He was still at home two years after graduation.
“Mummy? Mummy?” He bounded into the hall, almost knocking over Malini the maid, who was carrying a glass of tea.
“Oh sorry, Malini. Ma, are you there?”
“Yes, beta. Come through. I’m only resting.”
He flung open the door to his mother’s bedroom and gave her the news.
“Mummy, I’m going to America!”
He might as well have said prison, or be trampled by horses. Letting out a groan, she buried her head in her hands and burst into tears.
It was to be expected. As an Indian mother, Mrs. Mehta’s prime directive was to ensure that her firstborn son was never more than ten feet away from a source of clean clothes, second helpings and moral guidance. She expected to have to release her child eventually, but only into the hands of another woman, whose family tree had been thoroughly vetted and whose housekeeping could be easily monitored from the vantage point of a chair in the living room of Eighteen Gleneagle House, into which the girl would naturally move. America, unhandily located several thousand miles away, was known to be populated by females who would never dream of starching a collar, and whose well-documented predilection for exposing flesh, drinking alcohol, and feeding ground beef to unwitting Hindu boys was nothing short of an international scandal. Hardly the place for her beta, her unmarried twenty-three-year-old baby.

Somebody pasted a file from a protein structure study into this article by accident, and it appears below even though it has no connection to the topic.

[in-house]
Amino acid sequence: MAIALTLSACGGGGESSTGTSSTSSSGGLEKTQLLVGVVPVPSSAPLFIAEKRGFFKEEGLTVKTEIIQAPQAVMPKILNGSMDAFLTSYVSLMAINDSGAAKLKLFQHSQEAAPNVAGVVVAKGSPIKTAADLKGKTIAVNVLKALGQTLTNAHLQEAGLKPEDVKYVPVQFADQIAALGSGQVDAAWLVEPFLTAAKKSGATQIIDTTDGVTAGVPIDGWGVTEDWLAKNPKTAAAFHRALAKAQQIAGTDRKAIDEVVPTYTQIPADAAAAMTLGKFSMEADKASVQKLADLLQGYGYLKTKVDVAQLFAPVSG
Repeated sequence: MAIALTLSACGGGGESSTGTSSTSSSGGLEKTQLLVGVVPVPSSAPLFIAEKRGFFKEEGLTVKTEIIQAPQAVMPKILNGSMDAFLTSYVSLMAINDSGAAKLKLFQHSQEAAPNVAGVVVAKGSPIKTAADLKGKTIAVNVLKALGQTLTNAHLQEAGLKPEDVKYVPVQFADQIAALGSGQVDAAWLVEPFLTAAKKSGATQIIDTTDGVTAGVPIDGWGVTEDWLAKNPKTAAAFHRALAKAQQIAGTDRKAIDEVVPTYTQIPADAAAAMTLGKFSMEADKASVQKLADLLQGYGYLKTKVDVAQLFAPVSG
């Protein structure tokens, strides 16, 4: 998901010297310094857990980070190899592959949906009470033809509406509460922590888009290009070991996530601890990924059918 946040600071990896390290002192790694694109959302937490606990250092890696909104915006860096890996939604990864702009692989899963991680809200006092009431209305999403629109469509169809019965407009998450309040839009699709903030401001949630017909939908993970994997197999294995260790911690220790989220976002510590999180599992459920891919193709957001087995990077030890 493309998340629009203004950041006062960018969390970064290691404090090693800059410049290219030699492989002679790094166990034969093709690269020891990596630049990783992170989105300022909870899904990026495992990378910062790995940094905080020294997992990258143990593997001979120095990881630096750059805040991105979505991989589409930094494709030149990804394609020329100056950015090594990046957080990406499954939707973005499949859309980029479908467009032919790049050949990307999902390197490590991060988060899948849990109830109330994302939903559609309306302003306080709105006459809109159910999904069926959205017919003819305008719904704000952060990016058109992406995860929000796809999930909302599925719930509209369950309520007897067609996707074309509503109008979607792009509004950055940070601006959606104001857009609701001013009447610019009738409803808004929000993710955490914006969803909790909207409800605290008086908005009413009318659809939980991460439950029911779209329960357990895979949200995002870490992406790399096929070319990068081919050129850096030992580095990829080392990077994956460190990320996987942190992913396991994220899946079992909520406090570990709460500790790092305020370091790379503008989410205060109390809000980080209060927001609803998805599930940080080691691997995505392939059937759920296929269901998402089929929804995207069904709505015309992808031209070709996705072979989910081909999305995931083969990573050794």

Arjun, who felt he did not really understand emotions as well as he might, made the gestures you make when you try to comfort someone. Disconcertingly, when his father came back from the office he started to cry as well. “My son,” sobbed Mr. Mehta. “America? Oh my son.” Even Malini was at it. At least Priti, his younger sister, seemed unmoved. She was hopping up and down behind her father’s shoulder with impatience. “What about my news? Is no one even vaguely interested in what happened to me today?”